The ability to normalize BP during the entire 24 h period depends on the pharmacodynamic and pharmacokinetic properties of antihypertensive agents. The absorption, distribution, metabolism and elimination of these drugs after oral intake are also influenced by circadian variations of gastrointestinal function, transport systems and enzymatic processes involved in drug metabolism. In contrast to long-acting agents, short-acting drugs are unlikely to cover the 24-h period and must be administered more than once a day. Importantly, many antihypertensive drugs promoted as once-a-day agents do not cover the entire 24-h day, and lose efficacy during final hours of the dosing interval. There may also be a dissociation between the ability of a drug to lower BP for 24 h and its ability to provide organ protection for the same period, as observed with blockers of the renin-angiotensin system [56].

Many true long-acting agents that effectively lower BP during the last 4–6 h of the dosing interval are available in almost all classes of antihypertensive drugs. Long-acting calcium channel antagonists, such as amlodipine or nifedipine GITS (gastrointestinal therapeutic system), decrease BP without affecting the circadian rhythm of BP, regardless of their time of administration (morning or evening) [57]. In contrast, the efficacy of blockers of the renin-angiotensin system appears to be influenced by the circadian activities of renin and aldosterone. For example the duration of the BP-lowering effect of perindopril 4 mg was found to be 24 h when ingested regularly in the morning, and only 12–14 h when ingested in the evening [58]. This suggests that the pharmacokinetics and/or pharmacodynamics of perindopril is modulated by the time of administration. This was not the case for another angiotensin converting enzyme-inhibitor, that is quinapril [59]. Regarding angiotensin receptor blockers (ARB), in a randomized controlled study, the effects of valsartan 320 mg given in the morning or in the evening were compared with lisinopril 20 mg given in the morning in mild hypertension [60]. The effects of valsartan on the circadian rhythm, on night-time and early morning BP and on the BP surge were comparable regardless the dosing time (morning or evening) of valsartan [60]. A similar effect was observed with a dose of 160 mg of valsartan [61]. Another study, in which olmesartan 20 mg was administered to patients with hypertension for 12 weeks in the morning and for another 12-week period in the evening according to a cross-over design [62] showed that dosing time did not exert any statistically significant difference on the efficacy of olmesartan. The reductions in the 24-h mean systolic and DBPs were comparable during the two treatment periods. If anything, olmesartan appeared to be more effective when given in the morning.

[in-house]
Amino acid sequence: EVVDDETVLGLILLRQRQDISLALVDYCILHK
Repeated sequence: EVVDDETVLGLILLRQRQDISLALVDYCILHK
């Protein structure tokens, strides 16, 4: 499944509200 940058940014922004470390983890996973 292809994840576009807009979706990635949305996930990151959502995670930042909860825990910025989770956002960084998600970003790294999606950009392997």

To date, more than 20 similar studies, often with small numbers of patients, have been published using different classes of antihypertensive drugs, including beta blockers and alpha blockers. These studies were reviewed in a Cochrane meta-analysis by Zhao et al.[63] in 2001 that examined the administration-time-related-effects of evening vs. morning dosing regimens of antihypertensive drugs. Among a total of 21 studies that fulfilled the selection criteria, more than half (11) originated from one research group led by Hermida et al.[63]. In the meta-analysis, there was a slightly but significantly lower 24-h BP in patients who received the evening dose vs. the morning dose. However, the difference was very modest for both systolic [−1.71 mmHg, 95% confidence interval (CI): −2.78 to −0.65] and diastolic (−1.38 mmHg, 95% CI: −2.13 to −0.62) BP. As none of these randomized controlled trials reported clinically relevant outcome measures, that is all cause mortality, cardiovascular morbidity or mortality, the clinical significance of this BP difference is unclear. In patients with CKD or sleep apnoea, administration of one antihypertensive drug in the evening induced a greater fall in night-time BP, but without evidence that the risk of cardiovascular morbidity and mortality was reduced [64,65]. Further, in Black patients with hypertension and CKD, neither bedtime dosing of a once-daily antihypertensive nor the addition of drugs taken at bedtime significantly reduced nocturnal BP compared with morning dosing of antihypertensive medications [66]. Results of a recent double-blind randomized placebo-controlled crossover trial in patients with moderate-to-severe obstructive sleep apnoea and hypertension showed that nocturnal BP decreased similarly with perindopril taken in the morning or in the evening over a 6-week treatment period [67]. There is clearly a need for more data before the intake of antihypertensive drugs in the evening can be recommended for patients with CKD or sleep apnoea.

Data are scarce and often inconsistent on the impact of morning vs. evening dosing of antihypertensive drugs on intermediate endpoints such as albuminuria, left ventricular hypertrophy or vascular function, as reviewed by Stergiou et al.[68]. Some studies reported a lower urinary albumin/creatinine ratio with bedtime administration of a single antihypertensive drug. How much of the reduction in albuminuria was due to the decrease in BP associated with the peak effect of the drugs is not known [69–71]. Moreover, the pharmacokinetic characteristics of BP-lowering drugs may play an important role. Nevertheless, in a randomized study of 218 patients with primary hypertension randomly assigned to receive olmesartan once daily in the morning or evening, urinary albumin excretion decreased significantly and similarly regardless of whether olmesartan was taken in the morning or in the evening [72].